The die is cast on the clean economy. Canada needs to stay in the game.

The biggest drivers of climate policy in 2024 won’t come from Ottawa, but from Washington and Brussels

This blog was originally published in the Toronto Star.

This may not be what you expect to hear from someone who spends their days working for improved domestic climate change policy: the biggest drivers of Canadian climate policy in 2024 and beyond won’t come from Ottawa, but from Washington and Brussels.

That’s right: with the United States and the European Union setting the pace with two major policy initiatives, Canada has no choice but to keep up. And in both cases, Canada already has a response at hand: robust industrial carbon pricing.

The first of these policies, the 2022 U.S. Inflation Reduction Act, is a monumental piece of legislation that’s supercharging the clean economy and cutting climate pollution south of the border. Alongside two other bills that passed with bipartisan support (the Bipartisan Infrastructure Deal and the CHIPS and Science Act), it’s reorienting the North American economy in fundamental ways.

The U.S. has seen $225 billion in clean growth investment over the past year, according to the Clean Investment Monitor, which tracks these developments in detail. That represents a huge increase—up 38 per cent from the previous year— and includes tangible investments in every corner of the country to support things like clean energy manufacturing and deployment, electric vehicle uptake and supply chains, building electrification, and more.

This transformation in the industrial strategy of our largest trading partner matters a great deal for Canada’s future prosperity — the Business Council of Canada calling it a “game-changer” and a “tectonic shift.” It piles onto a broader global trend that has seen exponential growth in clean sectors worldwide. In China, investment in clean energy sectors was almost as large as total global investments in fossil fuel supply last year, making clean energy the largest driver in the country’s economic growth in 2023.

The second development shaping Canada’s economic prospects is the arrival of carbon border adjustments in Europe. Carbon border adjustments are basically tariffs on imported goods that don’t price-in the cost of their climate pollution through a carbon price.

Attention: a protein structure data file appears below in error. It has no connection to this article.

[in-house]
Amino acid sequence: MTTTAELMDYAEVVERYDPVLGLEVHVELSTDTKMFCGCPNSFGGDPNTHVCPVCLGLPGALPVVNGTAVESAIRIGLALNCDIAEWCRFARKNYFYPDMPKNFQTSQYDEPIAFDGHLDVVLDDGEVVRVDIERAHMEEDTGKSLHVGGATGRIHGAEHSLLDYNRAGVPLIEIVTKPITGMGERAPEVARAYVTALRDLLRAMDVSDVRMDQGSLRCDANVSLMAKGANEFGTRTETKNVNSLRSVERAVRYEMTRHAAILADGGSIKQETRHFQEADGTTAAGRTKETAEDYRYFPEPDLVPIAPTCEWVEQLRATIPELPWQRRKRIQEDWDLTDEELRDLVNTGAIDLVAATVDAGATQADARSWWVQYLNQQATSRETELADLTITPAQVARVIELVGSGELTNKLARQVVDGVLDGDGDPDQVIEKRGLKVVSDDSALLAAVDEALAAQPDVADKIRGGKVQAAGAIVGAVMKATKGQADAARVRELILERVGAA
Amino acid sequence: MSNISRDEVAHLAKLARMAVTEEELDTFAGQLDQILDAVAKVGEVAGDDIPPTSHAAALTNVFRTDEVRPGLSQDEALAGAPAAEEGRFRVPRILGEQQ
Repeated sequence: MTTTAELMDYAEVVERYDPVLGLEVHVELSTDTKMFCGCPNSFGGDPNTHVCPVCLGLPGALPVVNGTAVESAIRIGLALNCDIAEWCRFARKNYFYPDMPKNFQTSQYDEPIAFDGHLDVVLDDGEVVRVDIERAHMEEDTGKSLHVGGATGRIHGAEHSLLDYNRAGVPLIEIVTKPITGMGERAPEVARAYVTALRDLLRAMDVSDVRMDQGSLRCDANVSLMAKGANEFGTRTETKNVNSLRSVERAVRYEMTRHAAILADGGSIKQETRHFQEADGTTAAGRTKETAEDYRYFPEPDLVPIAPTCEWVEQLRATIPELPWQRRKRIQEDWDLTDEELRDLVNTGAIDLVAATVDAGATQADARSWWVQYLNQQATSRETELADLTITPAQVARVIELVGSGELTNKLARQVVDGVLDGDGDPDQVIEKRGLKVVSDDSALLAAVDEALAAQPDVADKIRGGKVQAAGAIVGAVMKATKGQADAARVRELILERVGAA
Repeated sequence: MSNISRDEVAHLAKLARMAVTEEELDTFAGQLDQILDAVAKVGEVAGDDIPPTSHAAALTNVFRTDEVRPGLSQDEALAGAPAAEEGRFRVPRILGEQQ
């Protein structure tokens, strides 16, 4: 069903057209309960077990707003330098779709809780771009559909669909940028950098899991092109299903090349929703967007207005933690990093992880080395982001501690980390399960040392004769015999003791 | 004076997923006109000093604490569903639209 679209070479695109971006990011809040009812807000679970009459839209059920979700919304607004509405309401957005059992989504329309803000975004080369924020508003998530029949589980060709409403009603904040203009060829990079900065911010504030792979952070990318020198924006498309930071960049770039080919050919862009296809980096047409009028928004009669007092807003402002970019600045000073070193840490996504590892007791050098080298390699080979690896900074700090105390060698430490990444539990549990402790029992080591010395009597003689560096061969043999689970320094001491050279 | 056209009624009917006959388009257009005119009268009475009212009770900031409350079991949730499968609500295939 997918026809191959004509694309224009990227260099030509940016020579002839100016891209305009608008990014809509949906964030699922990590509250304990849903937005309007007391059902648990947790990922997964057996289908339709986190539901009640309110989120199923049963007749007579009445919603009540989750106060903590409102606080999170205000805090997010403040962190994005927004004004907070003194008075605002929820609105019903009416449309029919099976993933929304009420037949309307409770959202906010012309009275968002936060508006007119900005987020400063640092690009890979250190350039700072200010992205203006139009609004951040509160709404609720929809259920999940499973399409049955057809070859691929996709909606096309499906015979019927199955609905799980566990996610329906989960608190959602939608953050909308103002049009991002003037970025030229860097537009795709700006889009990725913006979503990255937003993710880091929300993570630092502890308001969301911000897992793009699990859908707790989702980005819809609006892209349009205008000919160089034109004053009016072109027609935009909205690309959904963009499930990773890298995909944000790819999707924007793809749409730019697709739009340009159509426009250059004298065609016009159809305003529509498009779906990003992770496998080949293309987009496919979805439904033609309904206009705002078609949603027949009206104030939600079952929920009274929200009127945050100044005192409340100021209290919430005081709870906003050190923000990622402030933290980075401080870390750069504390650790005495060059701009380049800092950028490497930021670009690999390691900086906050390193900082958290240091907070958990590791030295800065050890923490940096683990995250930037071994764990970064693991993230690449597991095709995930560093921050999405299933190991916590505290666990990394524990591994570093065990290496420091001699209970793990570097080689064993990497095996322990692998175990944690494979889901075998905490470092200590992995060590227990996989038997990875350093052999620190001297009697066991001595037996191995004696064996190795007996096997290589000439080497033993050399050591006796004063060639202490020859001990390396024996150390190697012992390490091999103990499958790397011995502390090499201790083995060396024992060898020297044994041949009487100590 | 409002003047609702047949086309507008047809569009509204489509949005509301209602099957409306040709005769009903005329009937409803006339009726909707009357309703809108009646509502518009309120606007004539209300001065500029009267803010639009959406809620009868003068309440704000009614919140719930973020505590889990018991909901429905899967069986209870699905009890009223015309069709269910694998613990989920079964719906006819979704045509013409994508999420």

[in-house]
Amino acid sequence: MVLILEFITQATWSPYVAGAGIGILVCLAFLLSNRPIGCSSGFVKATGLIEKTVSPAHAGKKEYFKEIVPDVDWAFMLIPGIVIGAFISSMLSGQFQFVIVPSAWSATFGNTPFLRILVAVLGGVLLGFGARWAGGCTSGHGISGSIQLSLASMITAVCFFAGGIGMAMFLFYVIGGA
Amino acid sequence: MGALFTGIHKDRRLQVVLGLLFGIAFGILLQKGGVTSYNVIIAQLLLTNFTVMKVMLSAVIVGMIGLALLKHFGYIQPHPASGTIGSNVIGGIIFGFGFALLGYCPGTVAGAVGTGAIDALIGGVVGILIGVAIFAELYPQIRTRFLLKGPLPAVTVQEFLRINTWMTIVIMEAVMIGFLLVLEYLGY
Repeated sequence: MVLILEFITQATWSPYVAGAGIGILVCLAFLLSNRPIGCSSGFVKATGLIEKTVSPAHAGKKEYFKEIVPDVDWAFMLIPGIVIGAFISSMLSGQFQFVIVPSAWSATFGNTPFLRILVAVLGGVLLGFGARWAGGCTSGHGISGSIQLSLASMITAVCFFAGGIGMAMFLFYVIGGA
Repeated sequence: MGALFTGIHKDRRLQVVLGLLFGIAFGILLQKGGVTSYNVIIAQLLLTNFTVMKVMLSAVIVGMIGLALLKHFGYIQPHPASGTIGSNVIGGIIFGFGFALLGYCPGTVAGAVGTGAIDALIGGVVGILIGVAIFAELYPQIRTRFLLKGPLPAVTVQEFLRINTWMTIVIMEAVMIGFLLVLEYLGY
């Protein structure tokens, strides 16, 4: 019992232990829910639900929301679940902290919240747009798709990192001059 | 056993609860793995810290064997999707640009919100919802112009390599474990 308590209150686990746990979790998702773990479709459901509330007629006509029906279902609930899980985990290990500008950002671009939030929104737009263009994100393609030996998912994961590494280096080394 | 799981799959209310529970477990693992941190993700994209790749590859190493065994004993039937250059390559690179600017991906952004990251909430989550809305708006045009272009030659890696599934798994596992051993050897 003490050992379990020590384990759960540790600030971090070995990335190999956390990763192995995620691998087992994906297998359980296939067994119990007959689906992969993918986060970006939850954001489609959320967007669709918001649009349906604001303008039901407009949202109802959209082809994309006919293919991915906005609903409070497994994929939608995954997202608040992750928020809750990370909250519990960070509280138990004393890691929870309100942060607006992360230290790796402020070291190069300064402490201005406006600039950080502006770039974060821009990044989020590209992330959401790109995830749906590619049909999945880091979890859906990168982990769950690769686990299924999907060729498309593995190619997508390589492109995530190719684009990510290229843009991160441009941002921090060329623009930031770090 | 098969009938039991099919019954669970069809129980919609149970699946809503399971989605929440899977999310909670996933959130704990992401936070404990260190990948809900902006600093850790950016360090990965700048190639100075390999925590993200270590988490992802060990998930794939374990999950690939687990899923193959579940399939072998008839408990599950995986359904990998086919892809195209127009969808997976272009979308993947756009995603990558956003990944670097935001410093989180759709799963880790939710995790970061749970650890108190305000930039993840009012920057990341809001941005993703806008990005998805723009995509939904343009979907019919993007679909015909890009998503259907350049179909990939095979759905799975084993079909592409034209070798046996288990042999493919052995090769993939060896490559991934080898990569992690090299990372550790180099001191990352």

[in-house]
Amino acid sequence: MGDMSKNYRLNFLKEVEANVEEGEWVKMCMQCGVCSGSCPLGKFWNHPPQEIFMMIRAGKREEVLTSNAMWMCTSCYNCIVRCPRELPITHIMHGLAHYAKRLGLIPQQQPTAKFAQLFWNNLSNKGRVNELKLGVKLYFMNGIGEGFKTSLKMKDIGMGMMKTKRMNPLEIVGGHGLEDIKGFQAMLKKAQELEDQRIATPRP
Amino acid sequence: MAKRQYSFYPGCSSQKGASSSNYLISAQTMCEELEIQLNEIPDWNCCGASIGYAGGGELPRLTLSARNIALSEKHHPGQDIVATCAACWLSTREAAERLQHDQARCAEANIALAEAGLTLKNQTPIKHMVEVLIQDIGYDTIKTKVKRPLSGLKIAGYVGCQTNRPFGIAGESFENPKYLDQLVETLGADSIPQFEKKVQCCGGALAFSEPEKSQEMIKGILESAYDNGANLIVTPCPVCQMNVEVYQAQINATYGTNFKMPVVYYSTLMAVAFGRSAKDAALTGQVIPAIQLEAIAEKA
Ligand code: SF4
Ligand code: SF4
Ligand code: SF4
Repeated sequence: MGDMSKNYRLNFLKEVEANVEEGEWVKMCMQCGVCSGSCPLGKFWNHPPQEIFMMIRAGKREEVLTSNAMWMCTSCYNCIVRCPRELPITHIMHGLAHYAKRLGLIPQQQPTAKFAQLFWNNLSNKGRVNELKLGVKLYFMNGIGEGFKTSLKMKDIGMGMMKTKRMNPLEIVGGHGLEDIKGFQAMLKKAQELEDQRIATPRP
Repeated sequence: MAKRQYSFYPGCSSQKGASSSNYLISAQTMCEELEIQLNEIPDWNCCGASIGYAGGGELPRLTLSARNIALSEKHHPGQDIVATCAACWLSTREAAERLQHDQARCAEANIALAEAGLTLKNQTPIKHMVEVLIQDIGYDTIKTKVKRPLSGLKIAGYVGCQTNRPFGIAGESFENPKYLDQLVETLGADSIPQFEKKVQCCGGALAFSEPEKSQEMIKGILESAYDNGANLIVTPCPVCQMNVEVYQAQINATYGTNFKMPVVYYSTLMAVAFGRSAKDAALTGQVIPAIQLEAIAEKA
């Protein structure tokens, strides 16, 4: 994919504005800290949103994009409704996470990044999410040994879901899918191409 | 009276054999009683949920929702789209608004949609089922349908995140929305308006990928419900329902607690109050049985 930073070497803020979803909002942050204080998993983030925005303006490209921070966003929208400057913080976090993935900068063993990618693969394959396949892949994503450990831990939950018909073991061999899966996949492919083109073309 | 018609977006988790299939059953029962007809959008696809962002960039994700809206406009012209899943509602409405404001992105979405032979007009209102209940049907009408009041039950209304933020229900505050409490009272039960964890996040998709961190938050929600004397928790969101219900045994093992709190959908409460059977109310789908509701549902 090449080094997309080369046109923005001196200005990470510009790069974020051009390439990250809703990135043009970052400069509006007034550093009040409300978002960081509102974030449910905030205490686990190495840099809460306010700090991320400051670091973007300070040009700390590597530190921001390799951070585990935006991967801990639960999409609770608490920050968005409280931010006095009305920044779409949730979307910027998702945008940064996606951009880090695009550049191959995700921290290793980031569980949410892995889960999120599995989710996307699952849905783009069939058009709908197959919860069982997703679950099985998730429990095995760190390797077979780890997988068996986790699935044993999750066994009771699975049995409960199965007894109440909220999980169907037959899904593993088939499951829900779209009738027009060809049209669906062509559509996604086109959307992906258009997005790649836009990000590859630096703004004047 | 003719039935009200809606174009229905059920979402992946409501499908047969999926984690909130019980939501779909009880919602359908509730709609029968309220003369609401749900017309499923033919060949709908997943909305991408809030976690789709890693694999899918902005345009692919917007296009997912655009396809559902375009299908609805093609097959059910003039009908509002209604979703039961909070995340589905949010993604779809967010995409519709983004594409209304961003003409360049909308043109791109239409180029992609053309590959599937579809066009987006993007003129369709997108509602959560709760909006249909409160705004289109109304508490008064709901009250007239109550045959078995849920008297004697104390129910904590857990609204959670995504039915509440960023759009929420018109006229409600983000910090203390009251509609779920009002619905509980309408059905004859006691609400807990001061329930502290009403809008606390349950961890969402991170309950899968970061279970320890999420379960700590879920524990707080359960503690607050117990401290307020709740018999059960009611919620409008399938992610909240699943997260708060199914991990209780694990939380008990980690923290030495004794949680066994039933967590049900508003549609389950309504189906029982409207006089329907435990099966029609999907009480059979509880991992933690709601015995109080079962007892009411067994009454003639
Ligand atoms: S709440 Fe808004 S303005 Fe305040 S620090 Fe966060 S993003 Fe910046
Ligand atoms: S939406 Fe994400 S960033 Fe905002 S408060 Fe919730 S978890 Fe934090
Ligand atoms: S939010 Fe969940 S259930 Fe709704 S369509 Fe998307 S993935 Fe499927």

The European Union began phasing in its carbon tariff last October, and will eventually apply the carbon price that domestic manufacturers already face to imported goods coming from places like Canada—unless they have an equivalent carbon price in their home country. The United Kingdom is also poised to follow suit with its own carbon border adjustment by 2027.

There’s even a growing chance that America implements something similar. In the U.S., there have already been four pieces of legislation related to carbon border adjustments put forward for lawmakers to consider. Betting Canada’s prosperity on none of these proposals coming into law is a remarkably risky prospect.

The U.S. is Canada’s largest trading partner, and the European Union and the U.K. its second and third respectively. Maintaining and strengthening Canada’s industrial carbon pricing system to align with these announcements is an absolute necessity for Canadian competitiveness.

Industrial carbon pricing supports competitiveness on three fronts. First, if designed well, it means lower-polluting firms can generate and sell credits, allowing them to compete with the U.S. Second, it can keep carbon tariffs off our exports to our largest trading partners. And third, it has been designed to create incentives for more heavily polluting firms to reduce emissions without undermining their competitiveness.

Taken together, these developments make abundantly clear that for Canada, good climate policy is good economic policy. This is especially true for our large, export-oriented industries. The economic case for keeping in place strong policies like industrial carbon pricing and other smart regulations, as well as targeted incentives to spur the clean transition here at home, has never been stronger.

Significantly, even given the volatile political winds blowing this year, carbon border adjustments in Europe and the U.K. have significant support from conservative parties. And the U.S. Inflation Reduction Act is unlikely to be dismantled even if the Republicans prevail in the November election.

Here’s the bottom line: the die is cast on the global clean energy transition. Momentum is building and business is demanding access to clean electricity and clean supply chains as a must-have for investment.

Canada lets itself fall behind at its peril.